Stop Satisfying Your Customers:
Go Beyond Their Expectations

By Laurie Brown

Recently, Francine went to her favorite restaurant, Pesca, on the beautiful river walk in San Antonio. The staff was warm and friendly, and the food was amazing. While she was waiting for her meal the manager walked up and started a conversation with her. Francine told him how much she loved his restaurant, and that after her last meal at Pesca, she went home and tried (unsuccessfully) to recreate it for her husband. The manager then asked her for her email address. To her surprise and delight, he offered to send the recipe. Though she hadn’t asked him for it, he knew she would love to have it.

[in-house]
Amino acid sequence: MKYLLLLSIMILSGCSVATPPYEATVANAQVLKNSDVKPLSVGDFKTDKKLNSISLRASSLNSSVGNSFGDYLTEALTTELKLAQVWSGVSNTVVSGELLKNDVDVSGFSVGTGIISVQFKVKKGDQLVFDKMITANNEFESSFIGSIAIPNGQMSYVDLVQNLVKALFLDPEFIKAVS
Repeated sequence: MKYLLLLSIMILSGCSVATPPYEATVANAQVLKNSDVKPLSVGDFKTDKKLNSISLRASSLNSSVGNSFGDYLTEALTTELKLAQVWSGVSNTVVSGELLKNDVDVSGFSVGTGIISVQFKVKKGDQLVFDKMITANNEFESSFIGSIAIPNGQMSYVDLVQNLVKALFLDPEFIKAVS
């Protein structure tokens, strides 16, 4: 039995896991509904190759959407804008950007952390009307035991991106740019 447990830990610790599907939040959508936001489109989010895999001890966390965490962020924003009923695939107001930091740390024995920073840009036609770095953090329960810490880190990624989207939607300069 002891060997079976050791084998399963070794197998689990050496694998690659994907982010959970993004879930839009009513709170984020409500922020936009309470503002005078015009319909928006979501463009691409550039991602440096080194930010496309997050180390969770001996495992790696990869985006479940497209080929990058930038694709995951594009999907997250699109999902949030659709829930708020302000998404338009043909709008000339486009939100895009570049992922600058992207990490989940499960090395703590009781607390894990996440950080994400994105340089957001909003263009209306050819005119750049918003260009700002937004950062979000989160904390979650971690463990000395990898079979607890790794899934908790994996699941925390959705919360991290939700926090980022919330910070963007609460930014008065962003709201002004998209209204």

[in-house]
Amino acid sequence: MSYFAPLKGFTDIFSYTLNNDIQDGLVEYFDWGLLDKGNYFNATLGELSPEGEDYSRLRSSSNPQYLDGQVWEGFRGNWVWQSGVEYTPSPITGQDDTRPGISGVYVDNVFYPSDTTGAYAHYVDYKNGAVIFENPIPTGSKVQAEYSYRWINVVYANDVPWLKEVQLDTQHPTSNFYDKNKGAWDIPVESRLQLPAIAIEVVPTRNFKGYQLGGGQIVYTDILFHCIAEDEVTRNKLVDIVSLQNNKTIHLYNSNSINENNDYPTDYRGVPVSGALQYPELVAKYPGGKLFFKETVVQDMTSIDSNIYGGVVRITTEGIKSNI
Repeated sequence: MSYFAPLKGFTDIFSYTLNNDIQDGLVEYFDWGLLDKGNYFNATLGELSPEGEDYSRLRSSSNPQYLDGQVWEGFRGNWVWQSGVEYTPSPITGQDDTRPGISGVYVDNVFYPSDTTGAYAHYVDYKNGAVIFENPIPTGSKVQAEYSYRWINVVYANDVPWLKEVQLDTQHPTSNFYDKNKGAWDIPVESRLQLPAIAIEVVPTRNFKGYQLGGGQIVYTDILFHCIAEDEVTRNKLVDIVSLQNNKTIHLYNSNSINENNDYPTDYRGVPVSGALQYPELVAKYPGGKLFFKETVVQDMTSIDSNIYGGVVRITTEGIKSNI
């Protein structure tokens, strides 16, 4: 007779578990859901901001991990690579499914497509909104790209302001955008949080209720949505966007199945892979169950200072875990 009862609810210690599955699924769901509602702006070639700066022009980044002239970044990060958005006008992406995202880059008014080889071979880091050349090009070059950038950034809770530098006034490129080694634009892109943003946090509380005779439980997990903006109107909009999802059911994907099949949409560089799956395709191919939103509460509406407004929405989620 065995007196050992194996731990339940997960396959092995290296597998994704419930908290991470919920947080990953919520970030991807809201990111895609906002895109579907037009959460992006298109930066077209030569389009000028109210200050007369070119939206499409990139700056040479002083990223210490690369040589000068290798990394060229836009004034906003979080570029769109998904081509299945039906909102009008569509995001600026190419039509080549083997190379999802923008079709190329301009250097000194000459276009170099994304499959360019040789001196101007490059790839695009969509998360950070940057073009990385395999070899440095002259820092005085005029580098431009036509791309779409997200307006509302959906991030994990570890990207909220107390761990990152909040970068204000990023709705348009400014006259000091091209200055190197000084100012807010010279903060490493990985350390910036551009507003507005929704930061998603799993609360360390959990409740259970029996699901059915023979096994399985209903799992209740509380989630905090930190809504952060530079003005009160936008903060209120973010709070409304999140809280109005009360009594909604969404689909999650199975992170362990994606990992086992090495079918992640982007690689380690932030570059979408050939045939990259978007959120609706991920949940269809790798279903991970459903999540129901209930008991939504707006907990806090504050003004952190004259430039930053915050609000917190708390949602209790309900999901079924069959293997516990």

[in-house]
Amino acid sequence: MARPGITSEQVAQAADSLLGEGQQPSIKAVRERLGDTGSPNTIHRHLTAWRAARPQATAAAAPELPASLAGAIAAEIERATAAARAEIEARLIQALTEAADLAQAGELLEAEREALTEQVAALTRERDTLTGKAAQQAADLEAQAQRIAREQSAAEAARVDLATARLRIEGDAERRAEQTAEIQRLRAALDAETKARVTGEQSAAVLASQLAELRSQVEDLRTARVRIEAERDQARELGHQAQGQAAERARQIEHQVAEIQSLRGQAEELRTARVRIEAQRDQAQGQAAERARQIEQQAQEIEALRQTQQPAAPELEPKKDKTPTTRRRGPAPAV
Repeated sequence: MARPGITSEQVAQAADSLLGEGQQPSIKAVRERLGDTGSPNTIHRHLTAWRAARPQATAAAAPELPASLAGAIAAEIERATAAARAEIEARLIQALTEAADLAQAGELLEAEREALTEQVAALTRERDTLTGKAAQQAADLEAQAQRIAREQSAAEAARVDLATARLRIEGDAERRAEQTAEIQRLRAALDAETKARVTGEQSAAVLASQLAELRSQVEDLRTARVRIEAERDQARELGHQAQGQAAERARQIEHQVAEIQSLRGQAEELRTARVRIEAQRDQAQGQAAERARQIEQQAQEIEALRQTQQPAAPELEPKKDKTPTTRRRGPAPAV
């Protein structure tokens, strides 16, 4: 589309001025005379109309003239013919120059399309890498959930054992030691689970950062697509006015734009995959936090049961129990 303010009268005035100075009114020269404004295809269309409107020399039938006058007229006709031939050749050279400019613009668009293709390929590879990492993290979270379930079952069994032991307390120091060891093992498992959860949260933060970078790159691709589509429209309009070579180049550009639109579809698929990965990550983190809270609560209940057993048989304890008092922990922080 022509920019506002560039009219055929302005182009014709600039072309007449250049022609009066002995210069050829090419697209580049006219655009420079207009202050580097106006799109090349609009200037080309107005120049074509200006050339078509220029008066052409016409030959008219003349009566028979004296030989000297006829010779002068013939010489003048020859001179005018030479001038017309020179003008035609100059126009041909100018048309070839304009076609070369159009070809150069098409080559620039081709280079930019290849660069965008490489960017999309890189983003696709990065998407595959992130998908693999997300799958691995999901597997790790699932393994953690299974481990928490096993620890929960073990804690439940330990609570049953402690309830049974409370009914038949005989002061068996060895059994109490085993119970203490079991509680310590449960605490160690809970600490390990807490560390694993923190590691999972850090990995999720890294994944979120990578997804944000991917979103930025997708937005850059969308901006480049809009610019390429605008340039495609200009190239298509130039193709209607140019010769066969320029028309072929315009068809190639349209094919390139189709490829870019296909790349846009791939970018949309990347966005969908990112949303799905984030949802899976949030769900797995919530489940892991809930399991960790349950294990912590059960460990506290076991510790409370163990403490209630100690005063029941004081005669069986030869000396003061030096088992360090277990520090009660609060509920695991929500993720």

The manger wanted to provide those extras that would truly delight his customers. His approach was to simply talk to customers and listen for opportunities to meet or exceed their needs. He listens carefully for the clues that his customers give him. He admitted that he can’t always find the right “thing” that would “surprise and delight,” but that it worked a lot of the time.

The days when companies simply needed to meet customers’ needs to succeed in business are over. Customers are more and more demanding, and the merely satisfied customer is not necessarily going to be a loyal customer. Service needs to be taken to a higher level, beyond just satisfying customers. Their expectations need to be exceeded. Studies have shown that when a company does that, they are far more likely to create loyal customers.

What will get a customer to remain loyal? Better yet, what will turn a loyal customer into your best source of advertising ‑- someone who’ll tell their friends and family about your products and services? Simply put, you need to surprise and delight them. The following steps will help you: